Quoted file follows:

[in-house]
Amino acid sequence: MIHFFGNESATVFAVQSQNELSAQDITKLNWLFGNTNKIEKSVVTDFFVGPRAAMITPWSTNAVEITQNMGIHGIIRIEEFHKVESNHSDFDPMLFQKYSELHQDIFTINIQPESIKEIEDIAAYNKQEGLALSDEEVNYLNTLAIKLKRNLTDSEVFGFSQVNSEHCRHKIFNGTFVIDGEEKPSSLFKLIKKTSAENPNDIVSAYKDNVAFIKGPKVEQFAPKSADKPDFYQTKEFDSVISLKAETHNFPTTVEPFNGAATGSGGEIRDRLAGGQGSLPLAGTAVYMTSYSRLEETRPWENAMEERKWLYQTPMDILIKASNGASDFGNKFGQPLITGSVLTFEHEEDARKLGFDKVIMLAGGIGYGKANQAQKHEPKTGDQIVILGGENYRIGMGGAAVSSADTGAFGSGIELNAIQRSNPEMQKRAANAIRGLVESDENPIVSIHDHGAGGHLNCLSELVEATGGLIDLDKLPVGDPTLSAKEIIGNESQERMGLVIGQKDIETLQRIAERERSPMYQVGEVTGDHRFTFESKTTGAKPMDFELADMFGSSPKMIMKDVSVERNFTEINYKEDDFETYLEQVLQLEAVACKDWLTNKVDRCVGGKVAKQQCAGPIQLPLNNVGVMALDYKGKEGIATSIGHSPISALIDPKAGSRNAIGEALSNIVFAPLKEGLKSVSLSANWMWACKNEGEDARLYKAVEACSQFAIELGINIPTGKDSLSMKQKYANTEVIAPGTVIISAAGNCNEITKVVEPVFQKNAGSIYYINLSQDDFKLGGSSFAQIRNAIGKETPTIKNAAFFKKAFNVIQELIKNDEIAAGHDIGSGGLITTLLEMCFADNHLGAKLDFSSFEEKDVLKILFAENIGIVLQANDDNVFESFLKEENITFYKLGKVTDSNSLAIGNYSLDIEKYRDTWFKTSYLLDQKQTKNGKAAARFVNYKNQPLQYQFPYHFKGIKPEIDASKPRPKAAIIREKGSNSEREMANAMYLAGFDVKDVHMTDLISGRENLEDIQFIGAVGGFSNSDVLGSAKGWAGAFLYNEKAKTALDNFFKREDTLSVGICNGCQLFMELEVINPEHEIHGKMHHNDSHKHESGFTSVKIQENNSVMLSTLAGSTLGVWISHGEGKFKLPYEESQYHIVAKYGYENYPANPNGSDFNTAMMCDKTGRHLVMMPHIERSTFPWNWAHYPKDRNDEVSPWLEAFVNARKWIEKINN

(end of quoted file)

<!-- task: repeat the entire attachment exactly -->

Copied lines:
[in-house]
Amino acid sequence: MIHFFGNESATVFAVQSQNELSAQDITKLNWLFGNTNKIEKSVVTDFFVGPRAAMITPWSTNAVEITQNMGIHGIIRIEEFHKVESNHSDFDPMLFQKYSELHQDIFTINIQPESIKEIEDIAAYNKQEGLALSDEEVNYLNTLAIKLKRNLTDSEVFGFSQVNSEHCRHKIFNGTFVIDGEEKPSSLFKLIKKTSAENPNDIVSAYKDNVAFIKGPKVEQFAPKSADKPDFYQTKEFDSVISLKAETHNFPTTVEPFNGAATGSGGEIRDRLAGGQGSLPLAGTAVYMTSYSRLEETRPWENAMEERKWLYQTPMDILIKASNGASDFGNKFGQPLITGSVLTFEHEEDARKLGFDKVIMLAGGIGYGKANQAQKHEPKTGDQIVILGGENYRIGMGGAAVSSADTGAFGSGIELNAIQRSNPEMQKRAANAIRGLVESDENPIVSIHDHGAGGHLNCLSELVEATGGLIDLDKLPVGDPTLSAKEIIGNESQERMGLVIGQKDIETLQRIAERERSPMYQVGEVTGDHRFTFESKTTGAKPMDFELADMFGSSPKMIMKDVSVERNFTEINYKEDDFETYLEQVLQLEAVACKDWLTNKVDRCVGGKVAKQQCAGPIQLPLNNVGVMALDYKGKEGIATSIGHSPISALIDPKAGSRNAIGEALSNIVFAPLKEGLKSVSLSANWMWACKNEGEDARLYKAVEACSQFAIELGINIPTGKDSLSMKQKYANTEVIAPGTVIISAAGNCNEITKVVEPVFQKNAGSIYYINLSQDDFKLGGSSFAQIRNAIGKETPTIKNAAFFKKAFNVIQELIKNDEIAAGHDIGSGGLITTLLEMCFADNHLGAKLDFSSFEEKDVLKILFAENIGIVLQANDDNVFESFLKEENITFYKLGKVTDSNSLAIGNYSLDIEKYRDTWFKTSYLLDQKQTKNGKAAARFVNYKNQPLQYQFPYHFKGIKPEIDASKPRPKAAIIREKGSNSEREMANAMYLAGFDVKDVHMTDLISGRENLEDIQFIGAVGGFSNSDVLGSAKGWAGAFLYNEKAKTALDNFFKREDTLSVGICNGCQLFMELEVINPEHEIHGKMHHNDSHKHESGFTSVKIQENNSVMLSTLAGSTLGVWISHGEGKFKLPYEESQYHIVAKYGYENYPANPNGSDFNTAMMCDKTGRHLVMMPHIERSTFPWNWAHYPKDRNDEVSPWLEAFVNARKWIEKINN